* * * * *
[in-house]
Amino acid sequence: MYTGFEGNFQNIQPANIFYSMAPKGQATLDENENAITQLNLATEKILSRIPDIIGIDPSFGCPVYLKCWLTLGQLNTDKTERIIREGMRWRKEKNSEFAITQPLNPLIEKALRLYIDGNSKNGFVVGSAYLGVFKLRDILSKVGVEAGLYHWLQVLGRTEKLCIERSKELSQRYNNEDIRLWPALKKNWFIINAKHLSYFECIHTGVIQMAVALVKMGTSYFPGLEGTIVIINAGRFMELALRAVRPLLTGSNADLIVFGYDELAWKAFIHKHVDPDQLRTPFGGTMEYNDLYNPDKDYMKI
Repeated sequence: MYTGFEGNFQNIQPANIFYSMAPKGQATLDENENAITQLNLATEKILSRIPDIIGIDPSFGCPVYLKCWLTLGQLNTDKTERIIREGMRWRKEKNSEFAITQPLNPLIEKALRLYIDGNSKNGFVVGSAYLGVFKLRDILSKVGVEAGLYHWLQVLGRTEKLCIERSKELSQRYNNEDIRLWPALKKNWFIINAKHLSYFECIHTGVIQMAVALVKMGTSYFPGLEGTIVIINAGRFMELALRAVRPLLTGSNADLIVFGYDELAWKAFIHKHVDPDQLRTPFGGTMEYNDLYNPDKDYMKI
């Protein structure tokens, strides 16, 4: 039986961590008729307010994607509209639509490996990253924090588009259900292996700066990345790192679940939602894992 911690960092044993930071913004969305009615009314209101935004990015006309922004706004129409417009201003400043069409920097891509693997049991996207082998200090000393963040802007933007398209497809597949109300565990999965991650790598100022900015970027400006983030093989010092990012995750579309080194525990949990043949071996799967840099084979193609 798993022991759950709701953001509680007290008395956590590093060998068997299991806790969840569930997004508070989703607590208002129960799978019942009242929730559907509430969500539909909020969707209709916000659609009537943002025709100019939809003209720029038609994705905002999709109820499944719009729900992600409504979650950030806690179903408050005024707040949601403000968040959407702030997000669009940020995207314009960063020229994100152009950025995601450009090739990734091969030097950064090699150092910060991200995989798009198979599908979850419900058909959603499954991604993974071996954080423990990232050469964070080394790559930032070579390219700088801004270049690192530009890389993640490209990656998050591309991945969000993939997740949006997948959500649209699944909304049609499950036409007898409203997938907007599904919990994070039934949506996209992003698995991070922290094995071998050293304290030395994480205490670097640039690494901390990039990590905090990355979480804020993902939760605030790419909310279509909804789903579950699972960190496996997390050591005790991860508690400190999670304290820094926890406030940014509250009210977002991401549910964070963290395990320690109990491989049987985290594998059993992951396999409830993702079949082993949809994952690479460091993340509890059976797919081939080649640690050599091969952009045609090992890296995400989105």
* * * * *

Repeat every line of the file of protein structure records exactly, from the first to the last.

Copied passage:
[in-house]
Amino acid sequence: MYTGFEGNFQNIQPANIFYSMAPKGQATLDENENAITQLNLATEKILSRIPDIIGIDPSFGCPVYLKCWLTLGQLNTDKTERIIREGMRWRKEKNSEFAITQPLNPLIEKALRLYIDGNSKNGFVVGSAYLGVFKLRDILSKVGVEAGLYHWLQVLGRTEKLCIERSKELSQRYNNEDIRLWPALKKNWFIINAKHLSYFECIHTGVIQMAVALVKMGTSYFPGLEGTIVIINAGRFMELALRAVRPLLTGSNADLIVFGYDELAWKAFIHKHVDPDQLRTPFGGTMEYNDLYNPDKDYMKI
Repeated sequence: MYTGFEGNFQNIQPANIFYSMAPKGQATLDENENAITQLNLATEKILSRIPDIIGIDPSFGCPVYLKCWLTLGQLNTDKTERIIREGMRWRKEKNSEFAITQPLNPLIEKALRLYIDGNSKNGFVVGSAYLGVFKLRDILSKVGVEAGLYHWLQVLGRTEKLCIERSKELSQRYNNEDIRLWPALKKNWFIINAKHLSYFECIHTGVIQMAVALVKMGTSYFPGLEGTIVIINAGRFMELALRAVRPLLTGSNADLIVFGYDELAWKAFIHKHVDPDQLRTPFGGTMEYNDLYNPDKDYMKI
């Protein structure tokens, strides 16, 4: 039986961590008729307010994607509209639509490996990253924090588009259900292996700066990345790192679940939602894992 911690960092044993930071913004969305009615009314209101935004990015006309922004706004129409417009201003400043069409920097891509693997049991996207082998200090000393963040802007933007398209497809597949109300565990999965991650790598100022900015970027400006983030093989010092990012995750579309080194525990949990043949071996799967840099084979193609 798993022991759950709701953001509680007290008395956590590093060998068997299991806790969840569930997004508070989703607590208002129960799978019942009242929730559907509430969500539909909020969707209709916000659609009537943002025709100019939809003209720029038609994705905002999709109820499944719009729900992600409504979650950030806690179903408050005024707040949601403000968040959407702030997000669009940020995207314009960063020229994100152009950025995601450009090739990734091969030097950064090699150092910060991200995989798009198979599908979850419900058909959603499954991604993974071996954080423990990232050469964070080394790559930032070579390219700088801004270049690192530009890389993640490209990656998050591309991945969000993939997740949006997948959500649209699944909304049609499950036409007898409203997938907007599904919990994070039934949506996209992003698995991070922290094995071998050293304290030395994480205490670097640039690494901390990039990590905090990355979480804020993902939760605030790419909310279509909804789903579950699972960190496996997390050591005790991860508690400190999670304290820094926890406030940014509250009210977002991401549910964070963290395990320690109990491989049987985290594998059993992951396999409830993702079949082993949809994952690479460091993340509890059976797919081939080649640690050599091969952009045609090992890296995400989105």